That lowered the city to a "low" or "moderate" risk in all four metrics health officials designated earlier this month to determine indoor dining capacity.
Suburban Cook County Increases Indoor Dining Capacity, Effective Immediately
Suburban Cook County will increase indoor dining capacity at restaurants and bars in alignment with the city of Chicago's guidelines after reaching the threshold of coronavirus metrics that officials provided earlier this month.
Cook County officials announced Tuesday that, effective immediately, restaurants, bars and events can offer indoor service at 40% capacity or to a maximum of 50 people, whichever is lower. Prior to Tuesday, indoor dining was limited to the lesser of 35% capacity or 50 people per room or floor.
“The COVID-19 metrics continue to improve, allowing us to align with the Chicago Department of Public Health and the Stickney Township Public Health District and ease mitigation restrictions in suburban Cook County,” Dr. Kiran Joshi, Senior Medical Officer at Cook County Department of Public Health said.
The new mitigation order adds that any person over the age of two who can medically tolerate wearing a mask should do so in public areas.
Check How Your County's COVID Vaccination Data Compares to the State
As Illinois marks the third week of COVID-19 vaccinations in Phase 1B, health officials have administered more than 1.8 million doses. Check the chart below to see how your county's vaccinations compare to the state.
Note: For COVID-19, the herd-immunity threshold is estimated to be between 60 and 90 percent. Our analysis considers herd immunity reached at 75% of the population fully vaccinated based on estimates by Dr. Anthony Fauci.
Here's Who Will Be Eligible for the COVID Vaccine in Illinois Starting Next Week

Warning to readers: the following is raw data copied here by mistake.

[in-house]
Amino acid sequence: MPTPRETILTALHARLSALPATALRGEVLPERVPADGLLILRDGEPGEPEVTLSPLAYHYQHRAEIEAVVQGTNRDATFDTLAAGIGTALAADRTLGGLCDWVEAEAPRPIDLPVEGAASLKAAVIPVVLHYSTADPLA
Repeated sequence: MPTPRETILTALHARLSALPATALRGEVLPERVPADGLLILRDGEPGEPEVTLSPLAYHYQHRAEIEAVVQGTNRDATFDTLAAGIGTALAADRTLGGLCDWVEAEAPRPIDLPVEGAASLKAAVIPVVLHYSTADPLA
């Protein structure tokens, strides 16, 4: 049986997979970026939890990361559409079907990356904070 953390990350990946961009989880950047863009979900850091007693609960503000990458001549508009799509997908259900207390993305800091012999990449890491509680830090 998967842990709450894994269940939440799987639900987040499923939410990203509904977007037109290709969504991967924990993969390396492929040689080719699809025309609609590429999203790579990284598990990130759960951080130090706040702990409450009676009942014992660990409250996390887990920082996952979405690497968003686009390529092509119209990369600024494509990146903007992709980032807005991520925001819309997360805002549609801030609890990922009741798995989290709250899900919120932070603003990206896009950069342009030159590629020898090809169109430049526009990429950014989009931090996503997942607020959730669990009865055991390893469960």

Illinois plans to expand the list of people eligible for COVID-19 vaccinations in Phase 1B of its rollout beginning next Thursday.
Illinois Gov. J.B. Pritzker announced the state expects to add people with "a high-risk medical condition" or comorbidity. The list includes those with cancer, diabetes, obesity, women who are pregnant, and those with several other conditions.
"In light of a steadily increasing federal vaccine supply, Illinois is making plans to expand Phase 1B eligibility on February 25 to people who have comorbidities and underlying conditions as defined by the CDC," the governor's office said in a release. "In addition, Illinois will also prioritize individuals with disabilities."
The list of qualifying high-risk medical conditions (which is subject to change) includes:
- Chronic Kidney Disease
- COPD (Chronic Obstructive Pulmonary Disease)
- Heart Condition
- Immunocompromised State from a Solid Organ Transplant
- Pulmonary Disease
- Sickle Cell Disease
“Those who are under 65 and live with comorbidities, such as cancer survivors or those living with heart disease, have an elevated risk of serious complications or death if they contract COVID-19," Pritzker said in a statement. "Illinois is moving forward in accordance with guidance from the CDC to expand our eligible population as supply allows, getting us closer to the point when the vaccine is widely available to all who want it. In the meantime, I encourage all Illinoisans to wear our masks and follow the mitigations so that more of our neighbors are healthy and alive when it’s their turn in the vaccination line.”
The expansion applies to those 16 and older who weren't otherwise covered in previous eligibility categories, the state said, adding that it plans to work with local health departments and other providers as eligibility increases.
For a complete look at where and how you can make an appointment in Illinois or where you can receive vaccine information for your area, click here.